...challenging a statute's constitutionality must prove that the statute is unconstitutional beyond a reasonable doubt." See State v. Smith, 2010 WI 16, ¶8, 323 Wis. 2d 377, 780 N.W.2d 90. Additionally, where a statute has been authoritatively interpreted by this court, the party challenging t......
  • State v. Wood, No. 2007AP2767-CR.
    • United States
    • United States State Supreme Court of Wisconsin
    • March 19, 2010
    ...that medical professionals "observe appropriate medical standards" includes the concept of periodic review. Majority op., ¶¶ 58-59. 780 N.W.2d 90 ¶ 89 Thus, to fulfill the constitutional requirement of periodic review, the majority opinion puts the onus on an incompetent institutionalized p......
  • Winnebago Cnty. v. C.S. (In re C.S.), No. 2016AP1982
    • United States
    • United States State Supreme Court of Wisconsin
    • April 10, 2020
    ...and Families Comp. Fund. , 2018 WI 78, ¶68, 383 Wis. 2d 1, 914 N.W.2d 678 (Rebecca Grassl Bradley, J., concurring) (citing State v. Smith , 2010 WI 16, ¶8, 323 Wis. 2d 377, 780 N.W.2d 90 ). "To succeed in a facial challenge, a party must also show the law cannot be enforced under any circum......
  • State v. Hager (In re Commitment of Hager), No. 2015AP330 & 2015AP1311
    • United States
    • United States State Supreme Court of Wisconsin
    • April 19, 2018
    ...it is 'patently arbitrary' and bears no rational relationship to a legitimate government interest." Id., ¶ 39 (quoting State v. Smith, 2010 WI 16, ¶ 12, 323 Wis. 2d 377, 780 N.W.2d 90 ). ¶ 40 The right to due process includes the right to both substantive due process as well as procedural d......
  • Request a trial to view additional results
64 cases
  • State v. Breitzman, No. 2015AP1610-CR
    • United States
    • United States State Supreme Court of Wisconsin
    • December 1, 2017
    ...challenging a statute's constitutionality must prove that the statute is unconstitutional beyond a reasonable doubt." See State v. Smith, 2010 WI 16, ¶8, 323 Wis. 2d 377, 780 N.W.2d 90. Additionally, where a statute has been authoritatively interpreted by this court, the party challenging t......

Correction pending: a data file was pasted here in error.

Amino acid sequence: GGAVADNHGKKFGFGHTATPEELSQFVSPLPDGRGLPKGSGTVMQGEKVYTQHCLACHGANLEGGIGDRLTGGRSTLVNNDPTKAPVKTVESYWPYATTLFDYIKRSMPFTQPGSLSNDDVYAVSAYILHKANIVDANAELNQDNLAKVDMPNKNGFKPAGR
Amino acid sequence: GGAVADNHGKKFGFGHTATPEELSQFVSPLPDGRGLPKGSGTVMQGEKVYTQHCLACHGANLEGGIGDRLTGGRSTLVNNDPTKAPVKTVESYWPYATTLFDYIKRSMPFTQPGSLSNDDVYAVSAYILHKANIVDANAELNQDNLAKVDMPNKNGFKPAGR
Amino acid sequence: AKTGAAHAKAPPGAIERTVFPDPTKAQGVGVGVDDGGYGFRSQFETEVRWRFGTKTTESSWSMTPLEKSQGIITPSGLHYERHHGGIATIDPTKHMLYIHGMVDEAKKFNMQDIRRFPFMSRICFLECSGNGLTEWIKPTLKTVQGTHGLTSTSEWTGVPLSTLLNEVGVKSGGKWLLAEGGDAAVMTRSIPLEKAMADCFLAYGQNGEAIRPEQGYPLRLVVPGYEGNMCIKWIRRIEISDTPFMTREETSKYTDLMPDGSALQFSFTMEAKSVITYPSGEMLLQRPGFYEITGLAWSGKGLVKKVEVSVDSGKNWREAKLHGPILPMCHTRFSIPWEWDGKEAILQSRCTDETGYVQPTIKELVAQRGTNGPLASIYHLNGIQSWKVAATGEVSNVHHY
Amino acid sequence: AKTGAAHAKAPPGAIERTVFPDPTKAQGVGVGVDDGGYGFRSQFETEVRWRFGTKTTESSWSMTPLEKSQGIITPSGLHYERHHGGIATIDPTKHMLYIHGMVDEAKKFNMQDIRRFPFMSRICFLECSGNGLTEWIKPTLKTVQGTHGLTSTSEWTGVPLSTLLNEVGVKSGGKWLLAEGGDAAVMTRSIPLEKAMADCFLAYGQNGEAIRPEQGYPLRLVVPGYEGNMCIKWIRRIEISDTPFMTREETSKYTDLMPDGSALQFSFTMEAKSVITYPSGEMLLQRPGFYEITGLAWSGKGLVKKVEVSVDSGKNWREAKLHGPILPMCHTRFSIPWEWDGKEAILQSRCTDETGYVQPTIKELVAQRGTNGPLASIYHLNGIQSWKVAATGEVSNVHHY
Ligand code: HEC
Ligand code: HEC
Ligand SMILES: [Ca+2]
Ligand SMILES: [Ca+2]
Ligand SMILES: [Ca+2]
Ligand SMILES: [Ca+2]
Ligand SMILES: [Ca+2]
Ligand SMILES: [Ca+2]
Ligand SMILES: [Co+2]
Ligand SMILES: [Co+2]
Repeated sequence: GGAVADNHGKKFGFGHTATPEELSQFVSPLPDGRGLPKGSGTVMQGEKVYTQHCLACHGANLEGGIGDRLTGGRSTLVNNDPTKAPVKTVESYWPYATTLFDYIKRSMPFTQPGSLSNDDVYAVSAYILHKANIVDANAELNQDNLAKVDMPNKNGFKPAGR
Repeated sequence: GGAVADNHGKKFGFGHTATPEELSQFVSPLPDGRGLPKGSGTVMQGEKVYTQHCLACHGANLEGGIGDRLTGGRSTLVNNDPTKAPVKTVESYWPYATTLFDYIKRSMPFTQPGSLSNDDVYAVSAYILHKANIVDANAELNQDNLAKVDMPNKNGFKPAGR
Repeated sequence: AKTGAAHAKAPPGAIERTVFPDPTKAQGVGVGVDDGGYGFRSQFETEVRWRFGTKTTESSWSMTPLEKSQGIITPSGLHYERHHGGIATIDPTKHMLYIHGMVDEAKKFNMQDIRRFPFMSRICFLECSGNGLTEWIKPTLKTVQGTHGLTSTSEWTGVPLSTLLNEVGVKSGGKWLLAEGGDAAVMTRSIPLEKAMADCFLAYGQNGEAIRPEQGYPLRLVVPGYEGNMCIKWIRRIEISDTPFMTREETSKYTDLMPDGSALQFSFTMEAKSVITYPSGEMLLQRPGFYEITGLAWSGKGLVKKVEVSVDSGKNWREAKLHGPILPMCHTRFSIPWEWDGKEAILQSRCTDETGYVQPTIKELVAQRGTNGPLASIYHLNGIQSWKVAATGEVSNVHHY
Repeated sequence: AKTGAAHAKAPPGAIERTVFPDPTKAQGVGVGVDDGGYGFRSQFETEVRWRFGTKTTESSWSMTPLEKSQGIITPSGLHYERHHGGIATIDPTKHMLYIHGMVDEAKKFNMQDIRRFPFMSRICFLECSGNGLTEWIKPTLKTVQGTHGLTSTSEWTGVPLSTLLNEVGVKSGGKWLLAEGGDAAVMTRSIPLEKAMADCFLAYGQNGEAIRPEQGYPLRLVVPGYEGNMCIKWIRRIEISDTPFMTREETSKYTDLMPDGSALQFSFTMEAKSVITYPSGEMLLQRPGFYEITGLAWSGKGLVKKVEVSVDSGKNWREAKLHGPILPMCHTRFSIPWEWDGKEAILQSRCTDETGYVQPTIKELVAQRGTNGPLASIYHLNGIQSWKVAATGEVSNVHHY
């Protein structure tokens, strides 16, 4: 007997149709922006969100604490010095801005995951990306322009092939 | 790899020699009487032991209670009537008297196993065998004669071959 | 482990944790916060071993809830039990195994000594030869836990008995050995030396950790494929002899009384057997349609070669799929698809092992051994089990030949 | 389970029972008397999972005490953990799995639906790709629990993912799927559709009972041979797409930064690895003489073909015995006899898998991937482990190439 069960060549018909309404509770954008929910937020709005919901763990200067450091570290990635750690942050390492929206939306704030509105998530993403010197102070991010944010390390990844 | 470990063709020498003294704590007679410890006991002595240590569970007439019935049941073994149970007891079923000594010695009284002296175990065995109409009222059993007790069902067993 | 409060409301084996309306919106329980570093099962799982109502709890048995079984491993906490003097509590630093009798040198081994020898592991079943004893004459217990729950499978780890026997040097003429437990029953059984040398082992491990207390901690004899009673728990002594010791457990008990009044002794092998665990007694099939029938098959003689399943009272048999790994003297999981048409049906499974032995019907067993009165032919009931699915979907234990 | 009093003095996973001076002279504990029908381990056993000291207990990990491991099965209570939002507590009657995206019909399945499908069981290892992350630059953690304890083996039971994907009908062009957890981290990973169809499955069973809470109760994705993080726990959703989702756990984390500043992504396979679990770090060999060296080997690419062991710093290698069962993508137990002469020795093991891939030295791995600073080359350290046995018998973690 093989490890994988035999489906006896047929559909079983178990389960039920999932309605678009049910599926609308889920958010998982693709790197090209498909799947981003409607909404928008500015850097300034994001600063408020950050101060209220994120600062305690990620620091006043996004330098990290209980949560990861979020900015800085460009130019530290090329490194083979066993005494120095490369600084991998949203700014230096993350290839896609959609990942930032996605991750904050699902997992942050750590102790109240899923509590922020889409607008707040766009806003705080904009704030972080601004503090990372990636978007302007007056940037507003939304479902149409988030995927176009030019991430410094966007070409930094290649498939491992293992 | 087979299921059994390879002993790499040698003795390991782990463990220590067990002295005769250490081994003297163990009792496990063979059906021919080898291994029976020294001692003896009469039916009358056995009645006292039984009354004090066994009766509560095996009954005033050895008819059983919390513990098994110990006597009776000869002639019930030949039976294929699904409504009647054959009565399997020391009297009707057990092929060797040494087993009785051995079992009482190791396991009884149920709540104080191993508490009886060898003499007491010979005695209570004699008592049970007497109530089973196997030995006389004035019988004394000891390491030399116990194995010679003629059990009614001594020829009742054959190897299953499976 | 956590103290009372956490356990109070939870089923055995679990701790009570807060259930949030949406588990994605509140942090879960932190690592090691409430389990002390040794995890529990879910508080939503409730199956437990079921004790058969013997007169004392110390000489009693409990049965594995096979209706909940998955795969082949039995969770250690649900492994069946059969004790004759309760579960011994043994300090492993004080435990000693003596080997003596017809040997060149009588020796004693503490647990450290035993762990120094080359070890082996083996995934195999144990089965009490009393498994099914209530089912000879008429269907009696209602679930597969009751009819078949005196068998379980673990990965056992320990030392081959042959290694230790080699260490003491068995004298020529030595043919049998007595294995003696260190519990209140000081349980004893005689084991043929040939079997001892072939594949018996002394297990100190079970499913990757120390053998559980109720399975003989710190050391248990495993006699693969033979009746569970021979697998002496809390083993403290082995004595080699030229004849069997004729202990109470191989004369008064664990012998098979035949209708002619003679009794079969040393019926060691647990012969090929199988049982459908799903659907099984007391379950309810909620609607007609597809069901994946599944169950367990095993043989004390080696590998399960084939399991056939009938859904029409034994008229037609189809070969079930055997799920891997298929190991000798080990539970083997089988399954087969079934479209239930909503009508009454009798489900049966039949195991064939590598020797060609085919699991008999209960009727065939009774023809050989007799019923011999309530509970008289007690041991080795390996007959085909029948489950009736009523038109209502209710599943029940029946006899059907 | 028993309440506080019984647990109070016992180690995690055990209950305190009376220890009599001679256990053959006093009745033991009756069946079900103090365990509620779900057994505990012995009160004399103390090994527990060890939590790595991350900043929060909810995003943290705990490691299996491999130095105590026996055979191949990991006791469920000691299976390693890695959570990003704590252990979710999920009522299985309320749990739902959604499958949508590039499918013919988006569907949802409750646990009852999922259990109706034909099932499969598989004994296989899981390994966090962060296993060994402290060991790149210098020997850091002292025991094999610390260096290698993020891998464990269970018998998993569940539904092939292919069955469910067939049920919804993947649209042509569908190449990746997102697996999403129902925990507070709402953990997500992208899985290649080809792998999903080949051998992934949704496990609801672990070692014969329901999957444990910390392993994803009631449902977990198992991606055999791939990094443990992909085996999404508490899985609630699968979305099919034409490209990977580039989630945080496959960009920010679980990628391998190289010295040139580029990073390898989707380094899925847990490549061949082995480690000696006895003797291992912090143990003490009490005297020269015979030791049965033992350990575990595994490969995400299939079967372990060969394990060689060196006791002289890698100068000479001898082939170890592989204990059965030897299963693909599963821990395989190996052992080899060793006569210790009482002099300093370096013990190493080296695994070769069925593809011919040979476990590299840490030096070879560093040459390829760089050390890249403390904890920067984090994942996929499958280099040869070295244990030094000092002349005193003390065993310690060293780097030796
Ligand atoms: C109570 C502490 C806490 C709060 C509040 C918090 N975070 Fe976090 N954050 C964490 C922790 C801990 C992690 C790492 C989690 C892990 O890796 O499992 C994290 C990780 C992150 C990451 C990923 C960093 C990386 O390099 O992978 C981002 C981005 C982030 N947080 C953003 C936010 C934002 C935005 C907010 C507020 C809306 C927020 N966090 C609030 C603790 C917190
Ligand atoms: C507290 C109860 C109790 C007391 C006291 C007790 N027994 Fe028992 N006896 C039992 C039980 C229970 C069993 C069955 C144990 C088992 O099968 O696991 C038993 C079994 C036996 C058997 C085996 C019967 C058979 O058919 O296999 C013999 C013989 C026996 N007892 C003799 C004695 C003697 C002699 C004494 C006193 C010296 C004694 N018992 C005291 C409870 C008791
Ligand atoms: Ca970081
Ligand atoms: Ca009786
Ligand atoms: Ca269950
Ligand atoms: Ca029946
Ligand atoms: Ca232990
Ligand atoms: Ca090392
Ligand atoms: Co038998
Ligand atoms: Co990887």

• State v. Wood, No. 2007AP2767-CR.
    • United States
    • United States State Supreme Court of Wisconsin
    • March 19, 2010
    ...that medical professionals "observe appropriate medical standards" includes the concept of periodic review. Majority op., ¶¶ 58-59. 780 N.W.2d 90 ¶ 89 Thus, to fulfill the constitutional requirement of periodic review, the majority opinion puts the onus on an incompetent institutionalized p......
  • Winnebago Cnty. v. C.S. (In re C.S.), No. 2016AP1982
    • United States
    • United States State Supreme Court of Wisconsin
    • April 10, 2020
    ...and Families Comp. Fund. , 2018 WI 78, ¶68, 383 Wis. 2d 1, 914 N.W.2d 678 (Rebecca Grassl Bradley, J., concurring) (citing State v. Smith , 2010 WI 16, ¶8, 323 Wis. 2d 377, 780 N.W.2d 90 ). "To succeed in a facial challenge, a party must also show the law cannot be enforced under any circum......
  • State v. Hager (In re Commitment of Hager), No. 2015AP330 & 2015AP1311
    • United States
    • United States State Supreme Court of Wisconsin
    • April 19, 2018
    ...it is 'patently arbitrary' and bears no rational relationship to a legitimate government interest." Id., ¶ 39 (quoting State v. Smith, 2010 WI 16, ¶ 12, 323 Wis. 2d 377, 780 N.W.2d 90 ). ¶ 40 The right to due process includes the right to both substantive due process as well as procedural d......
  • Request a trial to view additional results